If you were a volunteer or an election official in Palm Beach County, Florida, I do sort of feel or you…a little (not really though). Palm Beach and Broward Counties were once again the epicenter of incompetence in the 2018 cycle, being slapped with lawsuits by the GOP—rightfully—over their shoddy ballot counting processes that a judge ruled was in violation of public records laws. They weren’t giving regular updates on the number of outstanding ballots. Republican Gov. Rick Scott, now Senator-elect after defeating incumbent Democrat Bill Nelson, had to file multiple lawsuits. In Palm Beach, Scott alleged that his campaign representatives were barred from the witnessing the replacement ballot process. The law requires witnesses during this process for a simple reason: it’s ripe for fraud. An election official essentially creates a new ballot when the machines cannot read one and runs it through. So, in theory, a corrupt official could conduct some shady business here. The replacement ballot process is meant to prevent disenfranchisement. Broward and Palm Beach are two of the most liberal counties in the state of Florida. Broward has a long history of mismanagement and incompetence. And both counties failed to make their recount deadlines on time.
Prior to Thanksgiving, there must have been dread infesting this band of officials and volunteers. Democratic gubernatorial candidate Andrew Gillum and incumbent Democratic Sen. Bill Nelson conceded in their races, but that didn’t mean their work was done in Palm Beach. There was a state House race that was separated by less than 40 votes—and they hadn’t even started the hand recount for the state’s agricultural commissioner’s race. There was a possibility that Palm Beach could have been counting votes until Christmas. Less than half of one percent difference triggers an automatic machine recount. The hand recounts were ordered because races for Senate and agricultural commissioner were still within a quarter of one percent (via Miami Herald):
With election workers in most of Florida’s 67 counties wrapping up their recounts on Sunday, Palm Beach was preparing to continue counting votes past Thanksgiving — and possibly Christmas.
Even by Florida standards, where the mid-terms have dragged on for nearly two weeks after Election Day, Palm Beach has distinguished itself by drawing out the drama even longer. Decade-old ballot-counting machines only capable of recounting one race at a time have malfunctioned, lawsuits have flown, the canvassing board has struggled to keep up with court orders, and an employee reportedly jammed a paper clip into a high-speed scanner, possibly causing a short circuit that cut off the power. At one point during the chaos, Supervisor of Elections Susan Bucher told reporters she was “in prayer mode” to finish by the state deadline.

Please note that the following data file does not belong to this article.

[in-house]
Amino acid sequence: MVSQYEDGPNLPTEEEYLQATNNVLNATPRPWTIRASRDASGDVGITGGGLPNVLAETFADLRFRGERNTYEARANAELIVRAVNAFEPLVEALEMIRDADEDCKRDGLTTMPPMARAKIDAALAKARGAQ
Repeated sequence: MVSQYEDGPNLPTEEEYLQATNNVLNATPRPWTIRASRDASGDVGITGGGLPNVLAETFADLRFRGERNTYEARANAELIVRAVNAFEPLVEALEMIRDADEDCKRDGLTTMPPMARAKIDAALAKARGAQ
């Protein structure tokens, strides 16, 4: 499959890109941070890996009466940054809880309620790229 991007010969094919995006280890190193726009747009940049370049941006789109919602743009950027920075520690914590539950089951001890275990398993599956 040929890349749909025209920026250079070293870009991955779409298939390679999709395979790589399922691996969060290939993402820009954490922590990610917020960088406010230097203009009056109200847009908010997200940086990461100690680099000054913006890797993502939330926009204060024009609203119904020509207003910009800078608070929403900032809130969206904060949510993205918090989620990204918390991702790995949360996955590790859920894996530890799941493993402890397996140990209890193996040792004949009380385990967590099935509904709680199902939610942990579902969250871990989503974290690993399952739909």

At times, said volunteer election observer Karyn Macy, it was hard to tell if the recount had stopped because of a problem with the equipment or because of a court order. “Stop, stop, machines. Stop, stop, stop, we have to wait for a court order, we’re waiting for an appeal,” she said, describing the rapid-fire instructions given to observers and election workers. “It’s like the planets were aligned to make sure this recount was not possible in time.”
Florida Secretary of State Ken Detzner ordered machine recounts of votes cast in the races for U.S. Senate, governor, and agriculture commissioner on Nov. 10 because vote totals were separated by less than half a percentage point. Palm Beach also had to recount votes for a state House seat in which the leading candidate was ahead by just 37 votes.
On Thursday, after most counties submitted the results of their machine recounts, Detzner ordered a hand recount of votes cast in the U.S. Senate and agriculture commissioner races because they were still within a quarter of a percentage point.
State statute requires counties to keep counting votes until the recount is complete, according to Bucher, even though the state has to certify election results on Nov. 20. Unless, that is, the losing candidate concedes, in which case Bucher said she could call off the recount.
After the final statewide vote counts came in on Sunday for the agriculture commissioner race, Democrat Nicole “Nikki” Fried had 6,753 more votes than Republican Rep. Matt Caldwell. When asked whether Caldwell intended to concede, however, campaign spokeswoman Danielle Alvarez said no.
“Palm Beach hasn’t even begun the hand recount of the race,” she said.
Alas, there would be no ballot counting until Christmas. Caldwell conceded prior to the Thanksgiving holiday (via Orlando Sentinel)
Republican agriculture commissioner candidate Matt Caldwell conceded the election to Democrat Nikki Fried Monday, ending the last contested statewide race in Florida.
“I have called Nikki Fried and notified her of my decision to not pursue the matter any further and I have offered to assist her in any way I can as she takes the office of Commissioner,” Caldwell said in a statement.
On Twitter, Fried posted, “I just got off the phone with my opponent [Matt Caldwell] he could not have been more gracious. I want to congratulate him on a close race and thank him for his willingness to step into the arena.”
“And to everyone who supported him, I will be your voice in Tallahassee too,” she added.
And the state House race was a squeaker, with Republican Mike Caruso winning by 32 votes. So, a doomsday scenario was avoided for these workers, who once again fell under the microscope this cycle. While the GOP fell short in the agricultural commissioner’s race, a little bittersweet since this office oversees the concealed carry permit process, we did keep the governor’s mansion and Nelson got picked off. That’s something to be thankful for this year in what turned out to a not so hot cycle for House Republicans.